The great American eclipse is coming.
On Aug. 21, the moon will cross in front of the sun, casting a shadow along a path stretching from Oregon to South Carolina, pitching those in that narrow band of totality into darkness for 2 ½ minutes while the solar corona blazes in wispy glory around the blackened disk of Earth's only satellite.
At least a partial eclipse will be visible from all the continental United States and parts of Canada and Mexico. In the skies above Carroll County, the moon will occlude 80 percent of the sun.
"You are going to see the sun go from a nice, yellow ball down to a pretty thin crescent," said Skip Bird, outreach director with the Westminster Astronomical Society.
The key thing about that thin crescent sun, and the fully covered sun in the path of totality for that matter — you can't look at it with your naked eyes. A proper filter, eclipse glasses or other viewing technique is necessary to protect your eyes from serious damage.
That's why Bird is presenting on the eclipse in a free Tuesday event at the Mount Airy branch of the Carroll County Public Library.
"It's going to be a program with a little bit of safety, a little bit of history, why the eclipse is unique," he said. "If it is nice outside, we will also have my telescope with a solar filter on it so we can look at the sun."
Bird will also be handing out eclipse glasses, not unlike the paper specs you might receive to view a 3-D movie, but with special filters — like that used on his telescope — to make viewing the eclipse safe.
There will also be demonstrations on how to make eclipse art projects, cardboard eclipse viewers — perfect, Bird said, for children too young to safely use eclipse glasses — and "lots of things that that families can do on the day of the eclipse."
Bird's solar eclipse presentation will begin at 3 p.m. Tuesday, July 25, but on the day of the eclipse itself, he will be on the path of totality in Lincoln, Nebraska, and he advises anyone who can make it to a point along that path do so. NASA provides a variety of maps online at eclipse2017.nasa.gov/eclipse-maps.
"This is a once-in-a-lifetime event. This will be my fifth eclipse and it's the only one that's been in this country," Bird said. "All the rest have been elsewhere."
The next total solar eclipse visible from the U.S. will be in April 2024 and will cross through the Midwest, a time and course Bird said could make for unpredictable viewing.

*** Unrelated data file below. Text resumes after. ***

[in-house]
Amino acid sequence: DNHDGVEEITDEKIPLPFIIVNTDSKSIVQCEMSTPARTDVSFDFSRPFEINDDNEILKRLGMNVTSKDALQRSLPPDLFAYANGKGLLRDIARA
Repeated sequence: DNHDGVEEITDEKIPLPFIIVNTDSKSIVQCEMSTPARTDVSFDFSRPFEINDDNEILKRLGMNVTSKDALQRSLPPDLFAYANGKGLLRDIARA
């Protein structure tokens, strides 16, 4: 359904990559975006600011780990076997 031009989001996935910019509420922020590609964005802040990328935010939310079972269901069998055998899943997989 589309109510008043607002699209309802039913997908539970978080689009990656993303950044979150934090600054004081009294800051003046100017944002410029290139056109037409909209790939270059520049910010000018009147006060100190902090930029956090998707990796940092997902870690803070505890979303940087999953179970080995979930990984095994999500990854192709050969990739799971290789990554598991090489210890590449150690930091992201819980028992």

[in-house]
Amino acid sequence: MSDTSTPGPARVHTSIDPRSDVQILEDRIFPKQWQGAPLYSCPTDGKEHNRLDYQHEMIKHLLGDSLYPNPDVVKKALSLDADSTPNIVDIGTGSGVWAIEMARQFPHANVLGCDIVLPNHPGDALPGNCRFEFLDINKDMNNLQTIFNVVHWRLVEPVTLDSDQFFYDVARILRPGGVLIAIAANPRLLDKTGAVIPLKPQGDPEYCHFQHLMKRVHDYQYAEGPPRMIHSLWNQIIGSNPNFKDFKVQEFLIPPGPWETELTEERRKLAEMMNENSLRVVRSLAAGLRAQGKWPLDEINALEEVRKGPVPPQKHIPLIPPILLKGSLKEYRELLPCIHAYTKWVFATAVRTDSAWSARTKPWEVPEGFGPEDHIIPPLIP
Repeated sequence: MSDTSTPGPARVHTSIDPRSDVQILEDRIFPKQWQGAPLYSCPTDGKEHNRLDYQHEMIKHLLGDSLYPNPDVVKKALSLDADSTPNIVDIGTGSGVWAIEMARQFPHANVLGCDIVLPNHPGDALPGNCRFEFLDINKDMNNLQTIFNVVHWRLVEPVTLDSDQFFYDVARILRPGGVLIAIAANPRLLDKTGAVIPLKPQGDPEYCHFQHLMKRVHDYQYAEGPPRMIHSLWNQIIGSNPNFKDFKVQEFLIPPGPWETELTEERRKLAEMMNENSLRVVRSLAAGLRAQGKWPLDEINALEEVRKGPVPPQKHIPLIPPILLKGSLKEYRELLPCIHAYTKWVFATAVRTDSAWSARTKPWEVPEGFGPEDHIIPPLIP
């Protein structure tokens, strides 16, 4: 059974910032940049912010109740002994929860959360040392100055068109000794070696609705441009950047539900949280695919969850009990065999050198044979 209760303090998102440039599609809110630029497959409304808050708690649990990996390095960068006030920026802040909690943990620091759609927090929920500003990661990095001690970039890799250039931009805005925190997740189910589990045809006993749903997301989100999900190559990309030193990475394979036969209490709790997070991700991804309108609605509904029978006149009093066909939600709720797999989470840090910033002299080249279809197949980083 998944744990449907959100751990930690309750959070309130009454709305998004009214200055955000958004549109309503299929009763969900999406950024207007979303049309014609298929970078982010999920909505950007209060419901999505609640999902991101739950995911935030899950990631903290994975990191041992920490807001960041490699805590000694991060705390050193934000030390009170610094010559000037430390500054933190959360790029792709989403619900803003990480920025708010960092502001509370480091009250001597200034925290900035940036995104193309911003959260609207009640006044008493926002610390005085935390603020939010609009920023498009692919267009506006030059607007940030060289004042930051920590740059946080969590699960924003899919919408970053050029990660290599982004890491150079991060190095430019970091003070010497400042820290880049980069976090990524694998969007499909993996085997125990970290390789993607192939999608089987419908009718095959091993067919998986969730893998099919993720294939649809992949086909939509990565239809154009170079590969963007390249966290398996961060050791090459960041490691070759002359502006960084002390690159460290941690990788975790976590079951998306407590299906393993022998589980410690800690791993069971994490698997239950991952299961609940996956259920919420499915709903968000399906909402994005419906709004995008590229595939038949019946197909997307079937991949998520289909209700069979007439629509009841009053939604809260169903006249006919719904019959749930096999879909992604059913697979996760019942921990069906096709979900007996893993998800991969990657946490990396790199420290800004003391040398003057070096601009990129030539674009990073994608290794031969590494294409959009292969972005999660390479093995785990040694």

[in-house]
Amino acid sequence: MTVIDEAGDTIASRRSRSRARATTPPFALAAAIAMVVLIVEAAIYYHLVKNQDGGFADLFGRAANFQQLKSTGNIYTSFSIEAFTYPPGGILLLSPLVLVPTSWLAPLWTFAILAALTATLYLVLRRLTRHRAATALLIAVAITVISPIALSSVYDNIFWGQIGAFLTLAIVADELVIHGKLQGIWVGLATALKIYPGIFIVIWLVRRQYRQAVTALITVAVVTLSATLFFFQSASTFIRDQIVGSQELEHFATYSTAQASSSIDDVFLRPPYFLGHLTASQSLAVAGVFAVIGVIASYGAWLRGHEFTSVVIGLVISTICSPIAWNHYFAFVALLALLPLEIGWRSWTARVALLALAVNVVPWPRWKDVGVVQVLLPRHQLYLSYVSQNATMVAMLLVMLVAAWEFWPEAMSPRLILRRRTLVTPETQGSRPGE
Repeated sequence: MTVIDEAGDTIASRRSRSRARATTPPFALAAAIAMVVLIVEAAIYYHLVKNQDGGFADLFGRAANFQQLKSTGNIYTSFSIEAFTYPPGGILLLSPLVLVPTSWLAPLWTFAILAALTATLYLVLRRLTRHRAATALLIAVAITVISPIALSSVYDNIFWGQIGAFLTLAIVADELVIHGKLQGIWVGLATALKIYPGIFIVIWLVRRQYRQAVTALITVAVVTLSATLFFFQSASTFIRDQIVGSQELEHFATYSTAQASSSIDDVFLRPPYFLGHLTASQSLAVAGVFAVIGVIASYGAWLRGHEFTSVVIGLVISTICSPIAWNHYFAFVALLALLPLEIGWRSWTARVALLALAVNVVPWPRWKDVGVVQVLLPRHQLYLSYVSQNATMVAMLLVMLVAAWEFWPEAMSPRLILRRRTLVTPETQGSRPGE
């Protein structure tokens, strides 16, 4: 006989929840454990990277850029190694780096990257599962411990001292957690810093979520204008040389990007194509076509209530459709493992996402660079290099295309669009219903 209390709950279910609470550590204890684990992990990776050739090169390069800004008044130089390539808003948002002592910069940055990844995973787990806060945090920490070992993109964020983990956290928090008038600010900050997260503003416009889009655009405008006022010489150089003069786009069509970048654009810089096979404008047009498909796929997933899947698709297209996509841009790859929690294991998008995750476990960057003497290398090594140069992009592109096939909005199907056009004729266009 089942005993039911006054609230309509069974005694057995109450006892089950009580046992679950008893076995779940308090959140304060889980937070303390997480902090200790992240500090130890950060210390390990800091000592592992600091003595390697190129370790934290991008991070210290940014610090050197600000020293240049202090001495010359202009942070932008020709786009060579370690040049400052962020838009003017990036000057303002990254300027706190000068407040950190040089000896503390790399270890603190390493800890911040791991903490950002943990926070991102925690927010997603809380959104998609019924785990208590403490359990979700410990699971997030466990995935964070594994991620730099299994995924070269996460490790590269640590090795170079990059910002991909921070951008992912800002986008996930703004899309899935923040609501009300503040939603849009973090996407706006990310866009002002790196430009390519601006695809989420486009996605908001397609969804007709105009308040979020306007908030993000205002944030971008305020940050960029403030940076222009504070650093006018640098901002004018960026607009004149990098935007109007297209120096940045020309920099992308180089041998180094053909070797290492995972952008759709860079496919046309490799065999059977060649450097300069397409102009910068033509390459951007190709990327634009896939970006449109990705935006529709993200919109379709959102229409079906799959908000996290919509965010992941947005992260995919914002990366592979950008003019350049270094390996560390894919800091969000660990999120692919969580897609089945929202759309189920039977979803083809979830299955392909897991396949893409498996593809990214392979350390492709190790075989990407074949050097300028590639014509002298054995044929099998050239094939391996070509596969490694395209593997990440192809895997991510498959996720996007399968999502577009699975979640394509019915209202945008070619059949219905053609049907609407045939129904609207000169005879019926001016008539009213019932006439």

"The weather prospects are worse. It's April and there could be a front stretching from Texas to Michigan," he said. "There's a good chance it will be raining or snowing."
The next shot after 2024 isn't until Aug. 21, 2045.
For those who simply cannot make a trip to the path of totality, the 80 percent coverage to be seen from Carroll County is still worth checking out, Bird said. If he can find members of the Westminster Astronomical Society who are also sticking around, there may be eclipse viewing parties announced on the club website at www.westminsterastro.org.
All the Carroll County Public Library branches will be open for at least eclipse viewing, and may include some impromptu talks on the event, according to library Director of Community Engagement Dorothy Stoltz.
"We encourage people to stop in on Aug. 21 from noon to 3 p.m. to pick up a pair of [eclipse] glasses and — weather permitting — join librarians in viewing this wonderful event," she said.
The eclipse glasses will be available while supplies last, but Stoltz hopes interest in astronomy and geosciences will persist long after the day of the eclipse.
"We hope to tap the excitement of the Aug. 21 solar eclipse and encourage people of all ages to wade through library books and other resources on astronomy," Stoltz said.
"This is the type of event that may start a lifelong interest in the planets and stars."
If you go
What: Solar Eclipse 2017 (preview event)
When: 3 p.m. Tuesday, July 25
Where: Mount Airy branch of the Carroll County Public Library, 705 Ridge Ave.
For more information about the eclipse on Aug. 21, visit eclipse2017.nasa.gov.